Wolsey's Domestic Policy
16th Century Government
The priorities for a good domestic policy in the 16th century were upholding the authority of the crown and church. In addition to this effective tax collection was very important. These themes are especially important to henry as he wanted to go on foreign campaigns to fight the French. Wolsey was particularly effective in his role as Henry's right hand man. His natural energy and vitality allowed him to undertake the more mundane matters of state that allowed Henry to pursue his foreign policy.
After Wolsey was promoted to Lord Chancellor in 1515, he was active in both the Court of Star Chamber (http://en.wikipedia.org/wiki/Court_of_Star_Chamber) and the Court of Chancery (http://en.wikipedia.org/wiki/Court_of_Chancery). Jon Guy, a professional historian, revisionist(http://en.wikipedia.org/wiki/John_Guy_(historian)) points out that Wolsey attempted to bring greater justice to the courts of England especially in the Court of Star Chamber. Wolsey success is widely attributed to the fact that he allowed all to bring cases to court regardless of social status or wealth. This is shown in the number of cases per year under Wolsey; 120 cases were heard under Wolsey per year compared to a meagre 12 under the reign of Henry VII. Wolsey promoted Civil law over Common law because it was fairer and had less loopholes for nobles to crawl through. It is also true that Wolsey enjoyed championing the cases of the poor especially when the cases were at the expense of the nobility. This caused much resentment among the Nobility. This dislike of the nobility and using the judicial system for his own means (which he did occasional) is seen in the case of Sir Amyas Paulet. Wolsey was put in the stocks by Amyas as a young man to teach him a lesson in manners and humility. Wolsey never forgot this and made Amyas wait every day in his court for 5 years on threat of confiscating all his property. In addition to Amyas Wolsey, created further resentment through his work in the star chamber. Mainly the Nobles who abused their powers. In 1515 the Earl of Northumberland was sent to Fleet Prison and in 1516 Lord Burgavenny was accused of illiegal retaining (keeping a personal army).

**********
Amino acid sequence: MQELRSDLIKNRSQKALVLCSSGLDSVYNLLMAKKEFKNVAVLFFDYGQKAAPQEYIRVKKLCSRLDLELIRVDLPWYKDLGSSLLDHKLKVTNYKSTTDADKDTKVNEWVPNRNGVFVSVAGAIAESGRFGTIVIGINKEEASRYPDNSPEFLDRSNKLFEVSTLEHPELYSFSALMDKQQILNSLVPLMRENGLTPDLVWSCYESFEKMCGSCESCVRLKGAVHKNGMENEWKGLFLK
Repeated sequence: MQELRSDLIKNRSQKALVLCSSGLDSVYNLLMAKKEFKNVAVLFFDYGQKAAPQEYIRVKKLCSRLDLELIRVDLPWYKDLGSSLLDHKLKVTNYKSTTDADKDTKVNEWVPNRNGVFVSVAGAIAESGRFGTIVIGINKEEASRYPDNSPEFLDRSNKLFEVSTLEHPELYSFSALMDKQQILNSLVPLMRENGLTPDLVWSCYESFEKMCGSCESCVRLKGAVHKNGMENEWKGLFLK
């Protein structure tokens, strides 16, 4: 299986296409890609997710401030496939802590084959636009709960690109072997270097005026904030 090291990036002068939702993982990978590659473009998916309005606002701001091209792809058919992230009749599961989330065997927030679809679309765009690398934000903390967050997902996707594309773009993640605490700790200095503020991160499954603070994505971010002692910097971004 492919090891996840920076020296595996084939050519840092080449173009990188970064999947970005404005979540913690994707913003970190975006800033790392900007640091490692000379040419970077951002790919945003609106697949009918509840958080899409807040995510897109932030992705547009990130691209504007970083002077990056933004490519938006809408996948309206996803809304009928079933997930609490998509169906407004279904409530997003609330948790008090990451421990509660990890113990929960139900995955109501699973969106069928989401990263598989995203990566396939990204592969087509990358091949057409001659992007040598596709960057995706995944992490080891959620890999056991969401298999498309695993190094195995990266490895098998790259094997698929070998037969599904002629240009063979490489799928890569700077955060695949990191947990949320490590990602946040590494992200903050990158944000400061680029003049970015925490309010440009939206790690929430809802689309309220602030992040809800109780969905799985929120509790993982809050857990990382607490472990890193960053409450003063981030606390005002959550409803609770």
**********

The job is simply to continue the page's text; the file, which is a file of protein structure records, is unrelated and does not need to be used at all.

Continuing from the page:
However it is important to note that Wolsey's reforms did not out last him. He used existing legislation to sort out cases rather than introduce institutional reform. He was energetic…